Project Mercury was NASA‘s first human spaceflight program and would see Alan Shepard become the first American in space in 1962. Drilling into the lesser-known history of the mission, the effective Netflix film Mercury 13 chronologically documents its dismissive and then-customary treatment of women, while examining what should’ve been. Some of the women in and around the program are interviewed, including 91-year-old Rhea Woltman and 81-year-old Gene Nora Jessen.
The film from David Sington and Heather Walsh is a captivating experience ripe with sobering details.
When asked if there was a need for women in space, pilot Jerrie Cobb, one of the Mercury 13 women, argued, “It’s the same thing as, ‘Is there a need for men in space?’ I mean, if we’re going to send a human being into space, we should send the one most qualified. And in certain areas, women have to offer, in other areas men do. I think we ought to use both.”
The film draws from endeavors of a surgeon and pioneering NASA advisor, Dr. William Randolph Lovelace at his famed Lovelace Clinic in Albuquerque, New Mexico, during the time of Project Mercury. Lovelace also created a stealth testing program for women. As male astronauts underwent testing, a set of talented women went through the same physiological and psychological battery of testing.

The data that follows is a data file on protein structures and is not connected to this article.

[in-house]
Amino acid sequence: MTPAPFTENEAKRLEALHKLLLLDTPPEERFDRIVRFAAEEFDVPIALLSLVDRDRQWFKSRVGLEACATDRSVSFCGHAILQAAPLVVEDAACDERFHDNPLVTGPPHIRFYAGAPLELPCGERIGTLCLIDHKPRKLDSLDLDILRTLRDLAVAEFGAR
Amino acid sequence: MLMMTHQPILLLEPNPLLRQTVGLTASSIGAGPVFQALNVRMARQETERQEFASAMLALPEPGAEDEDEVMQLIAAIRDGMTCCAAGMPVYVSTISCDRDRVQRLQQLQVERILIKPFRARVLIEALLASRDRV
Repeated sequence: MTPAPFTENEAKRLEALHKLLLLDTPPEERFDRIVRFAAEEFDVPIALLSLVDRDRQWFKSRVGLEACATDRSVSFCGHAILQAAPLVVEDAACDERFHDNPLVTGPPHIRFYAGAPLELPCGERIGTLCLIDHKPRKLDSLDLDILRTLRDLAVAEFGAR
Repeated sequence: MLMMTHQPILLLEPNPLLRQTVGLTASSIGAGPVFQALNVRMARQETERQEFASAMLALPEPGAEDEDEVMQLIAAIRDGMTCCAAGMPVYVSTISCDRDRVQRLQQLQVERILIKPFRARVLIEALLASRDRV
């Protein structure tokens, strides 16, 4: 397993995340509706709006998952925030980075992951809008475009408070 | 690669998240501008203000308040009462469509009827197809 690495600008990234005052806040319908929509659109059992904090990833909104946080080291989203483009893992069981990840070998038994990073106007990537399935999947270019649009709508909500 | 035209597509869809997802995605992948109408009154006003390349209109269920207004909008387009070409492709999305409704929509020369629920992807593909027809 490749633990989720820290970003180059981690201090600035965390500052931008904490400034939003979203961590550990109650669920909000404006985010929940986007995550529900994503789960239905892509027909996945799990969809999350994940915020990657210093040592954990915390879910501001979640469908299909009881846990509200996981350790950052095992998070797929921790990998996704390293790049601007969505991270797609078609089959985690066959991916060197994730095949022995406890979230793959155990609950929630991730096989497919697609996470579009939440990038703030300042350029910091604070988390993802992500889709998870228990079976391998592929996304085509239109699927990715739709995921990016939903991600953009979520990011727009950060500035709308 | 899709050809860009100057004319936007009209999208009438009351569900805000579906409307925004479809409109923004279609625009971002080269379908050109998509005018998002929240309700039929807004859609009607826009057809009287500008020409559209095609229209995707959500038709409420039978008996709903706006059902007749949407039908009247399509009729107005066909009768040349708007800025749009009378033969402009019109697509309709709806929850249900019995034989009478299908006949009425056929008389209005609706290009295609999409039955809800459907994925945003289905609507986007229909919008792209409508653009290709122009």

It was found that the women tested higher than the men in specific cases, especially with the sensory deprivation chamber. One woman, Cobb, easily endured nine record-breaking hours in there. However, the hitch was in the prerequisite jet certification, a catch-22 proposition, as the women (all skilled pilots) weren’t allowed training to achieve certification.
There are quibbles with Mercury 13, including the omission of information. The story of the Mercury 13 women isn’t necessarily unknown, as it made news and became a legal contest before Congress in 1962, with a matter-of-fact argument of evident sexual discrimination. However, lack of details in the finality of the case and its effect on the program are where the film falls short.
For example, there’s no discovery into why one of the women, Jacqueline Cochran, at the tip of Lovelace’s spear, testified against the program when the case went to Congress. Neither does the documentary explain, with any specificity, why the independently funded program was ultimately shut down.
Regardless of the inconsistencies, the fact remains that it would be two decades before Sally Ride famously became the first American woman to go into space. (For context, Russian cosmonaut Valentina Tereshkova reached orbit in 1963, though it was apparent Cold War one-upsmanship. It would be 19 more years before Svetlana Savitskaya went up as the second Russian woman in space.)
In Mercury 13, the frustrating denial of history for these talented women requires no implication, in what should’ve been a watershed moment in the midst of tumultuous times that included the Civil Rights struggle. But as a Netflix documentary, it’s critical history that can at least stream on forever.
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